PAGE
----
The importance of working together
by Tom Bayliss (revised, originally published in 2000)
Suitable for Whole School (Pri)
To emphasize the importance of working together.
Preparation and materials
- You will need a chair that has a suitable hole or handle at the top for lifting, and a reel of thin cotton. It would be a good idea to test the practical element of the assembly beforehand to make sure that the chair is heavy enough to break the thread.
- Before the assembly, note some instances around school where one child has helped another to achieve something that they could not manage on their own. Examples could be that one child had their hands full, so another child opened the door for them, or one of the younger children couldn’t put on their jumper because the sleeves were inside out, so an older child helped them.
- Place the chair at the front of the room.
Ask for a volunteer: someone who thinks that they are strong enough to lift up the chair. When the volunteer comes to the front, explain that you want them to pass some thread through the hole/handle at the top of the chair, and then use the thread to lift the chair. (The thread should break; make sure that the chair is not so light that it lifts.)
- Repeat the experiment with two strands of thread, and keep increasing the number of strands until the volunteer finally lifts the chair without the thread breaking. You may wish to tie thread around different parts of the chair and ask different children to hold each thread and try to lift the chair together, until they eventually succeed.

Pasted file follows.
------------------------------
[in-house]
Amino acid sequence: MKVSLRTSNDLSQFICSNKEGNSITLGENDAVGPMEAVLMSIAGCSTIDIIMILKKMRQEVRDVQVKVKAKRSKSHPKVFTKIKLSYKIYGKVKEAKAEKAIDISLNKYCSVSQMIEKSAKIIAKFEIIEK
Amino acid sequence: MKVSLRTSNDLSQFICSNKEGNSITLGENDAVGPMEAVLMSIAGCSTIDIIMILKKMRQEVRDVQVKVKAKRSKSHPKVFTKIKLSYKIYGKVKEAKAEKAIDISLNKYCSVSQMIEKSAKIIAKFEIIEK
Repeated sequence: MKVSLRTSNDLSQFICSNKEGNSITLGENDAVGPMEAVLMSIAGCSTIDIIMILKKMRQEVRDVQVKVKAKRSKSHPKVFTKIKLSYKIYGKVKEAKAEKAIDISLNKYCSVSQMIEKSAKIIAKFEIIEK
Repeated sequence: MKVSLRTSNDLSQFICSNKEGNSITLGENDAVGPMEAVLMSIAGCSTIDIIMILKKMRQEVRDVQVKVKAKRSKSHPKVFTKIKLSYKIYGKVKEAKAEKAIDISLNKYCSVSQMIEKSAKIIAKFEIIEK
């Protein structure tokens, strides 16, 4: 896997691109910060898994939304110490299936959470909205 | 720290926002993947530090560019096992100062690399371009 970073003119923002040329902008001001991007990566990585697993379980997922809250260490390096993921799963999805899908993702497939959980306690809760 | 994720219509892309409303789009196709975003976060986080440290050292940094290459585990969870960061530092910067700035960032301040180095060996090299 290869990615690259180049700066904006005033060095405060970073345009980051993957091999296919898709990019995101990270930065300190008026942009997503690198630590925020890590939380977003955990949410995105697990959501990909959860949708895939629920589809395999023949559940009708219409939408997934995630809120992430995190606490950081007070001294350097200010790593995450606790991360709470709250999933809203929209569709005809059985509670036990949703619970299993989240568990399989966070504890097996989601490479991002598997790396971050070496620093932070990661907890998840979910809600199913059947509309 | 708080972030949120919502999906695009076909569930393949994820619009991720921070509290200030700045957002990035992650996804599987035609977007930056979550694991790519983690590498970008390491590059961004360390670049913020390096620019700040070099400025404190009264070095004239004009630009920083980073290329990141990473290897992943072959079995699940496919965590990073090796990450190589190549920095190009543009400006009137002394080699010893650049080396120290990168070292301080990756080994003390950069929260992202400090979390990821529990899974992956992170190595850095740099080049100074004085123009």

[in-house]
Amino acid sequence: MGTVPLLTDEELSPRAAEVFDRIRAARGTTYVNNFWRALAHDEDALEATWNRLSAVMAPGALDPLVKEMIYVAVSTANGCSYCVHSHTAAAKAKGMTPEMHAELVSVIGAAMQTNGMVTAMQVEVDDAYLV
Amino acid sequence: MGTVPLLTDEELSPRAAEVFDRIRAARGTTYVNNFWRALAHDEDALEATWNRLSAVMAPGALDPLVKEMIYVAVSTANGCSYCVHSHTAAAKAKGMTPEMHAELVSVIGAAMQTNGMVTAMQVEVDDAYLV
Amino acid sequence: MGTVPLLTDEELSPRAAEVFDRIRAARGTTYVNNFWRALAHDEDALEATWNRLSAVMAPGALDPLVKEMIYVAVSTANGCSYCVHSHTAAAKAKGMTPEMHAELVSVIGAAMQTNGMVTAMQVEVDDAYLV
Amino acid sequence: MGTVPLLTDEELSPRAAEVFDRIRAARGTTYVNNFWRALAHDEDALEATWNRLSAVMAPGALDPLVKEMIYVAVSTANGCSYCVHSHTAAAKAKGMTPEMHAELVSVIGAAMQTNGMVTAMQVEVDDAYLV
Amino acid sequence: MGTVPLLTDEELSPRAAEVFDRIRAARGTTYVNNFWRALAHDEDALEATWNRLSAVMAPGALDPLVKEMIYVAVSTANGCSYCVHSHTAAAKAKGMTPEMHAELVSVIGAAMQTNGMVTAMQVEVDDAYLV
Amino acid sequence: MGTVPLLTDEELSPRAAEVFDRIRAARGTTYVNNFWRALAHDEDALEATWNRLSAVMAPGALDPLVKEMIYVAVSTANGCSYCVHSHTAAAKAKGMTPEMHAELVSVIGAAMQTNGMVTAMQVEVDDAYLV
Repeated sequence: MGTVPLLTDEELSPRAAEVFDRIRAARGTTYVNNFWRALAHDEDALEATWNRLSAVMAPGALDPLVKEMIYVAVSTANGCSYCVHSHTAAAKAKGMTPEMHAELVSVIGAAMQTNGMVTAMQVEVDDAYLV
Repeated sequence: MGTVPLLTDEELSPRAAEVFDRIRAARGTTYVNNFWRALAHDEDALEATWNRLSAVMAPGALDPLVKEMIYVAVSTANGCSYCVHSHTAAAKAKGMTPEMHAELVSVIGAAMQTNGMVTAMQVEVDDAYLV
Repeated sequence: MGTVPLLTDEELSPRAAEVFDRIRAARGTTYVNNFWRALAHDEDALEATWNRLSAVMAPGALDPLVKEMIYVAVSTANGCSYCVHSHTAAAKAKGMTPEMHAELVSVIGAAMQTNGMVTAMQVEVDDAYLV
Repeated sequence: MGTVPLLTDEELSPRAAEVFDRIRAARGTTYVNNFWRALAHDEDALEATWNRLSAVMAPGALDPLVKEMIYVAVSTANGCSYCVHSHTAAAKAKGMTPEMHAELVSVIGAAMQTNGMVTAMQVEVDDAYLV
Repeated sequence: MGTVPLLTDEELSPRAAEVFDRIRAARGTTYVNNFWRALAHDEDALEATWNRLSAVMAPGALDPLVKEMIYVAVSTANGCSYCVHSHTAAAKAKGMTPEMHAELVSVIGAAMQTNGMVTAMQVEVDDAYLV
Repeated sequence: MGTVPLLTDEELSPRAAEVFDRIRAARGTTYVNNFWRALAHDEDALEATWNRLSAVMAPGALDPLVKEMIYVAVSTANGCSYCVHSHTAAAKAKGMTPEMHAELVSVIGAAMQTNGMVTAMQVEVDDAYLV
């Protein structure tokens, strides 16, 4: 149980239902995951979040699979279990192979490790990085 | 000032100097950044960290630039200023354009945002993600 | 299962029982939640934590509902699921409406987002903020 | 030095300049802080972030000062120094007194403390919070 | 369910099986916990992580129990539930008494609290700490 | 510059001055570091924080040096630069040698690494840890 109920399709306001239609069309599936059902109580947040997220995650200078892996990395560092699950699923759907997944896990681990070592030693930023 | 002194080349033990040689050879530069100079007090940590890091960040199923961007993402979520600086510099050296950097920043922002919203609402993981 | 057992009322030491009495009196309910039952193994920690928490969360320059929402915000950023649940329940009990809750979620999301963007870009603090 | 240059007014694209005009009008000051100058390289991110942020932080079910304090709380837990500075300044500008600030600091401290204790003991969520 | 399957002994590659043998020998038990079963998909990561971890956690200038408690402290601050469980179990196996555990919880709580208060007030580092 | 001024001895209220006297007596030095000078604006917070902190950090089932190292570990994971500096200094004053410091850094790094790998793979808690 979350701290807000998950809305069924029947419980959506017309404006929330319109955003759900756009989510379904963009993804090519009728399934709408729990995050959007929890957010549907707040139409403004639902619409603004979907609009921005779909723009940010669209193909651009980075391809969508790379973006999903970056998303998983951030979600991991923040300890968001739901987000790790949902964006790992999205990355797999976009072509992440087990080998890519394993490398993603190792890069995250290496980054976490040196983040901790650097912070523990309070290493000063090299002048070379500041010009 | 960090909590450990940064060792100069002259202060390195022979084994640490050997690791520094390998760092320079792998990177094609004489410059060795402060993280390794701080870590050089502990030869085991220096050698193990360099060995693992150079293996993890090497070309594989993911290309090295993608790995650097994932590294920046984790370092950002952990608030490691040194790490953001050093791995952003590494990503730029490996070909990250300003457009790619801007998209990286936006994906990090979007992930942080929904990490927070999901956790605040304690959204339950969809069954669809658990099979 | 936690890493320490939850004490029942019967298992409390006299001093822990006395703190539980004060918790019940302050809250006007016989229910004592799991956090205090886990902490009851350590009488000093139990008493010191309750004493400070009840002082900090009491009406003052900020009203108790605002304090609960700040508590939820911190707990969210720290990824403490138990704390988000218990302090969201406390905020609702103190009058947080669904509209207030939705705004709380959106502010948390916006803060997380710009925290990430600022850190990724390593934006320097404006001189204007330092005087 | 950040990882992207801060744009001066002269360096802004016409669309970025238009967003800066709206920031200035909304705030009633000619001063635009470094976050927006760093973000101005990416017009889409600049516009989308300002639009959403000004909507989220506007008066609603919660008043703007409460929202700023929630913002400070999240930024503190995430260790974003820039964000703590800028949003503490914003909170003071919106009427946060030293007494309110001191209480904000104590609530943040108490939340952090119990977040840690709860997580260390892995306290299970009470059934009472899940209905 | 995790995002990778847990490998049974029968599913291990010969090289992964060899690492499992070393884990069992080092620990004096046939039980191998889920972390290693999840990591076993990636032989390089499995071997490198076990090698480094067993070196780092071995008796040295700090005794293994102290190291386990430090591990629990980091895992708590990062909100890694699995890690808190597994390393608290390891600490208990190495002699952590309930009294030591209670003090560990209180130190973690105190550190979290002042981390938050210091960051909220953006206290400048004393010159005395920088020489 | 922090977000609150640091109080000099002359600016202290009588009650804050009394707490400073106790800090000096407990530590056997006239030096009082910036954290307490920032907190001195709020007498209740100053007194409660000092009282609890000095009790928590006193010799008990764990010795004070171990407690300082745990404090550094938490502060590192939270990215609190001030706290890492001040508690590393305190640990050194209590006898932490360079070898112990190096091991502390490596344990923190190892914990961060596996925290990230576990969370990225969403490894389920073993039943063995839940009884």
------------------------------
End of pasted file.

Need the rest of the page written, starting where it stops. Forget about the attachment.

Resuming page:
Each time a new strand of thread is added, ask the watching children whether they think that the chair will lift.
- Explain that although the volunteer(s) couldn’t lift the chair by using a single strand of cotton, they could do it when there were several strands together.
Talk about how, sometimes in life, we have difficult things to do or hard decisions to make. Quite often, we can’t do them on our own. However, if we have people alongside us to help and encourage us, we can often achieve far more together.
- Christians believe that the Bible teaches that there is great strength to be found in sharing each other’s problems and in praying for each other. They believe that the Bible teaches that we are never alone, because God is always with us and he will help us every time we ask.
Time for reflection
Ask the children to think about a time when they couldn’t do something on their own, but when someone helped them, they achieved what they had hoped for. One example might be when a younger child couldn’t get their coat on, but another child helped them.
Listen to a range of responses.
Tell the children about the examples that you have seen around school, where some children helped others to achieve their goal.
Encourage the children to look actively for ways to help others today.
Sometimes, life is full of happy things, but sometimes, life is difficult.
Thank you for our friends who share things with us and help us.
Thank you that wherever we are and whatever we are doing,
You are always there for us and you are always ready to listen.
‘The Climb’ from Hannah Montana: The Movie, available at: https://www.youtube.com/watch?v=TmUGwK_43Tk